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Declaring unlawful political discrimination in employment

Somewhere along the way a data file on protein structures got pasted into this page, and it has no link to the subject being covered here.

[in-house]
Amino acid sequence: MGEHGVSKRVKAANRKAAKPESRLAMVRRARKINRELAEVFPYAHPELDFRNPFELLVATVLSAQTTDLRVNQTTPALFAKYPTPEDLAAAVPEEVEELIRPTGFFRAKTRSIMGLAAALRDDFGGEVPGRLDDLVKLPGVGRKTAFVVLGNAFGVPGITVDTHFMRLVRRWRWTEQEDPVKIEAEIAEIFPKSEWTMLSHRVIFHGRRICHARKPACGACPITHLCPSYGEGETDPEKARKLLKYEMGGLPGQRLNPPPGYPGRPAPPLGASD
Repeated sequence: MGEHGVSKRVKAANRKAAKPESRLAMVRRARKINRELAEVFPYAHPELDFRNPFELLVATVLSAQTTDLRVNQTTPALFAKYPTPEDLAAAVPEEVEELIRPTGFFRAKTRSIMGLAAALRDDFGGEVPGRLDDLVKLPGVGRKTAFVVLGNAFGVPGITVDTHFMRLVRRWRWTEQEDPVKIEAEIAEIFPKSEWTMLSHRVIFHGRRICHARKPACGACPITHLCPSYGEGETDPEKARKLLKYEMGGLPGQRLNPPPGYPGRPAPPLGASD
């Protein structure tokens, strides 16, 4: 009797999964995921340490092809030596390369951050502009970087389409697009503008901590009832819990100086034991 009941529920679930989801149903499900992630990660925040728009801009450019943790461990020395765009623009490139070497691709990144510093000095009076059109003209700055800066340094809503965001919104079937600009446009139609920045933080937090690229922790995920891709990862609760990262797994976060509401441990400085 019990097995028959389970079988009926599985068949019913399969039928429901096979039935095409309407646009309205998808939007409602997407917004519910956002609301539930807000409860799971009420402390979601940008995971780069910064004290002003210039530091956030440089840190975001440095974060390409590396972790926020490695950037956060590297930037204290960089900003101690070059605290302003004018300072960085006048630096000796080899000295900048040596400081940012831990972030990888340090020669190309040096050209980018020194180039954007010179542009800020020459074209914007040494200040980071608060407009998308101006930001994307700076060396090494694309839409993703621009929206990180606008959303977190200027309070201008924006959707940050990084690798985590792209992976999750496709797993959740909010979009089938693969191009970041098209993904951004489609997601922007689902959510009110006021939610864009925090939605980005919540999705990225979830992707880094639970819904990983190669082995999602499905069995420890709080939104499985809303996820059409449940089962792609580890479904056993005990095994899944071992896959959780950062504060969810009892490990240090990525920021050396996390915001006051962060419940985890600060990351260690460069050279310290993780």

first_imgDear Editor,This letter was motivated by a statement by the Minister of Health and Chairwoman of the PNC, Volda Lawrence on preference of PNC party comrades for employment and Government contracts, which was widely reported in the media. She was also the former Minister responsible for the labour portfolio. What a vulgar statement! However, Volda Lawrence must be commended for her honest confession of the not so subtle practice of the PNC. That position is discriminatory and unlawful as stated hereunder,The system of industrial relations is informed, influenced and functions within the norms of national legislation, international labour standards, and regional labour policy of Caricom. The national Constitution of Guyana, the labour laws, and international labour conventions of the International Labour Organisation (ILO), ratified by Guyana as treaty and international law, provides the legal basis, foundation and framework in employment by the Government, its agencies, and the social partners represented by trade unions and employers and their organisations. Together, these instruments constitute the Labour code of Guyana.The general principles of Part 1, Chapter II of the Constitution of Guyana provides right to equality of opportunity and treatment in all aspects of employment, education, social and political life; and imposes a duty on the state to protect the just rights and interests of citizens. Our Constitution on fundamental rights states that the fundamental rights and freedoms of the individual entitles every citizen basic rights without distinction and discrimination including the right, regardless of his/her race, origin, political opinions, colour or creed to freedom of conscience, of expression, assembly, and association.Guyana’s Prevention of Discrimination Act No. 26 of 1997 protects against unlawful discrimination, and prohibits discrimination on the grounds of race, sex, religion, colour, ethnic origin, indigenous population, national extraction, social origin, economic status, political opinion, disability, family responsibilities, pregnancy, marital status, or age except for the purpose of retirement and restriction on work and employment of minors.The Act also prohibits discrimination against a person by distinction, exclusion or preference, the intent of which is to deny equality of opportunity or treatment in any employment or occupation. Under this Act, it is unlawful for any employer or his/her agent to discriminate in relation to recruitment, selection or employment on any grounds including discrimination in advertisement of the job; in determining who should be offered employment; in terms and conditions offered; the creation, classification or abolition of jobs; by retrenching or dismissing the employee; in conditions or work or occupational safety and health measures; or by denying access, or limiting opportunities for advancement, promotion, transfer or training connected with employmentThe International Labour Convention 111 – Discrimination (Employment and Occupation) 1958, ratified by Guyana, as an International Treaty:i) requires the promotion of equality of opportunity and treatment in relation to employment and occupation and calls on states to declare and pursue a national policy designed to eliminate all forms of discrimination;ii) defines discrimination as any distinction, exclusion or preference based on race, colour, sex, religion, political opinion, national extraction or social origin affecting equality of opportunity or treatment in employment and occupation; andiii) covers access to vocational training, employment, and terms and conditions of employment.Caricom’s Declaration of Labour and Industrial Relations Principles outlines the general labour and industrial relations policy to which the Caricom states aspire. The Declaration is informed by ILO Labour Standards (Conventions and Recommendations) and re-enforces these standards relating to non-discrimination in employment and occupation, and employment policy.The Universal Declaration of Human Rights, 1948 of the United Nations, Article 23, states that Everyone has the right to work, to free choice of employment, to just and favourable conditions of work and to protection against unemployment without any discrimination.Sincerely,Joshua Singhlast_img read more